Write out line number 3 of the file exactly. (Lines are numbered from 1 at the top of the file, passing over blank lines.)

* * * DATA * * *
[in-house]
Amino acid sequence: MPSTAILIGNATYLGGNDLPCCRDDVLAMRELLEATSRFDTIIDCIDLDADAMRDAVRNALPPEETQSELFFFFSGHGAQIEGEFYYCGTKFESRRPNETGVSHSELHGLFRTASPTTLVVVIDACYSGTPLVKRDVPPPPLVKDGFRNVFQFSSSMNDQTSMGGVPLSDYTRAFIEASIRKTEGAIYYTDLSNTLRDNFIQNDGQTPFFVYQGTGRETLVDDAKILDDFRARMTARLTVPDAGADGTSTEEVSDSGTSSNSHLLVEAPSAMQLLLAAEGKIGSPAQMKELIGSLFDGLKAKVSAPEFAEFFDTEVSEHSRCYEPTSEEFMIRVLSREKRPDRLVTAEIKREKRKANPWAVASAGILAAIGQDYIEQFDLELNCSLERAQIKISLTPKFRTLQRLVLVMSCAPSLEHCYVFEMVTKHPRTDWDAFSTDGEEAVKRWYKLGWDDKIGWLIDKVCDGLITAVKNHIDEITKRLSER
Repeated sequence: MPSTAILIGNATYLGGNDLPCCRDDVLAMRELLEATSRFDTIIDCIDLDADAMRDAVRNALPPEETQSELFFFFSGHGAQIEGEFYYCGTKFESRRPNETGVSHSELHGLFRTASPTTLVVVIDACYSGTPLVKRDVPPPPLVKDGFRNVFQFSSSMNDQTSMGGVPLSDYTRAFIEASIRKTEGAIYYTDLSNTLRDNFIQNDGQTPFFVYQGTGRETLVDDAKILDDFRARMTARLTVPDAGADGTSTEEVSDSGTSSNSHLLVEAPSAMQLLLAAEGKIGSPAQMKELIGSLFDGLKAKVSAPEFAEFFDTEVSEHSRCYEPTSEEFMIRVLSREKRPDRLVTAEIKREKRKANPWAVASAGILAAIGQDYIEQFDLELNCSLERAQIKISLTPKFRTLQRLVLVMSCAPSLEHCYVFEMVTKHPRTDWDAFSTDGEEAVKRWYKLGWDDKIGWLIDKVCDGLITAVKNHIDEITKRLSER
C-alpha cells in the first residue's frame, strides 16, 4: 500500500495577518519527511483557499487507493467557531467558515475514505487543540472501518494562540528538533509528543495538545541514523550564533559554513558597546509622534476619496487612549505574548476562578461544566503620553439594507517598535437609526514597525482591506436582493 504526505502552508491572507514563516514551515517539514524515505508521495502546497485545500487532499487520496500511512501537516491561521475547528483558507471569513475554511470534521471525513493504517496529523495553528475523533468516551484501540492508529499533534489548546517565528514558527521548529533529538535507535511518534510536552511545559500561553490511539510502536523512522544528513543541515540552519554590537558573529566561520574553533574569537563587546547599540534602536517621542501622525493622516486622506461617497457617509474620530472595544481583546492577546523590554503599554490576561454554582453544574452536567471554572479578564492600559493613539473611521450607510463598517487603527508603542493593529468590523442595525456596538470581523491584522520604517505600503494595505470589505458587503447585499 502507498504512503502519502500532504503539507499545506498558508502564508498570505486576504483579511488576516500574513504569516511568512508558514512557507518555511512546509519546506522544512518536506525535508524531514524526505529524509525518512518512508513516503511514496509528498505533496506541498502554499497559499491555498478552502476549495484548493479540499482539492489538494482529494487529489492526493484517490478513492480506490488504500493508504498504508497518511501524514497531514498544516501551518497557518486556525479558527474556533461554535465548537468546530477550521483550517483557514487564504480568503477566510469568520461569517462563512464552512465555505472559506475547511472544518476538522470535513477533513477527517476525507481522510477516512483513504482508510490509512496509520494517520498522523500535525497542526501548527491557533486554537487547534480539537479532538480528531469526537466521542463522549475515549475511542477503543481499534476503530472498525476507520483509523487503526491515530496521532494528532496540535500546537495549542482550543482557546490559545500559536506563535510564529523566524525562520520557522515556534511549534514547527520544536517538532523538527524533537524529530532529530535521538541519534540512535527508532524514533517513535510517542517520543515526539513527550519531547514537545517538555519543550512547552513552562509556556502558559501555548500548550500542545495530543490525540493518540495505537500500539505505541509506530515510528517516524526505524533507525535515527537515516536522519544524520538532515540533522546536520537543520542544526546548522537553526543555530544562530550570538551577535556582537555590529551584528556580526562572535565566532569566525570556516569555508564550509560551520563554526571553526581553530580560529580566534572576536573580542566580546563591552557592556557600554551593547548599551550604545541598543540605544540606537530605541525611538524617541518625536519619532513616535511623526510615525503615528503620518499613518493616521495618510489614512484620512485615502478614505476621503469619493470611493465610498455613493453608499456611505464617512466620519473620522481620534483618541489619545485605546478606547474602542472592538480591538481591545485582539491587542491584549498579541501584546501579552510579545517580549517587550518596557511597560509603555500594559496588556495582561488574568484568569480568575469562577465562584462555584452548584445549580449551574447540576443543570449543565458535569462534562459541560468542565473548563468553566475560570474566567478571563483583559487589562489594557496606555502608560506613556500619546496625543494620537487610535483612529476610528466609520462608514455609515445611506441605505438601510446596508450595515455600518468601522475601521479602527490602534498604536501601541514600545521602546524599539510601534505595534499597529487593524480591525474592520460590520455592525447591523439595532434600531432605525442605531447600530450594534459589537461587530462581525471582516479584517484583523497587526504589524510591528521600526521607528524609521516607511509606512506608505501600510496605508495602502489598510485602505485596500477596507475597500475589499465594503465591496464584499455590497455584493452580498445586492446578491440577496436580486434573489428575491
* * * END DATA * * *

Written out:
Repeated sequence: MPSTAILIGNATYLGGNDLPCCRDDVLAMRELLEATSRFDTIIDCIDLDADAMRDAVRNALPPEETQSELFFFFSGHGAQIEGEFYYCGTKFESRRPNETGVSHSELHGLFRTASPTTLVVVIDACYSGTPLVKRDVPPPPLVKDGFRNVFQFSSSMNDQTSMGGVPLSDYTRAFIEASIRKTEGAIYYTDLSNTLRDNFIQNDGQTPFFVYQGTGRETLVDDAKILDDFRARMTARLTVPDAGADGTSTEEVSDSGTSSNSHLLVEAPSAMQLLLAAEGKIGSPAQMKELIGSLFDGLKAKVSAPEFAEFFDTEVSEHSRCYEPTSEEFMIRVLSREKRPDRLVTAEIKREKRKANPWAVASAGILAAIGQDYIEQFDLELNCSLERAQIKISLTPKFRTLQRLVLVMSCAPSLEHCYVFEMVTKHPRTDWDAFSTDGEEAVKRWYKLGWDDKIGWLIDKVCDGLITAVKNHIDEITKRLSER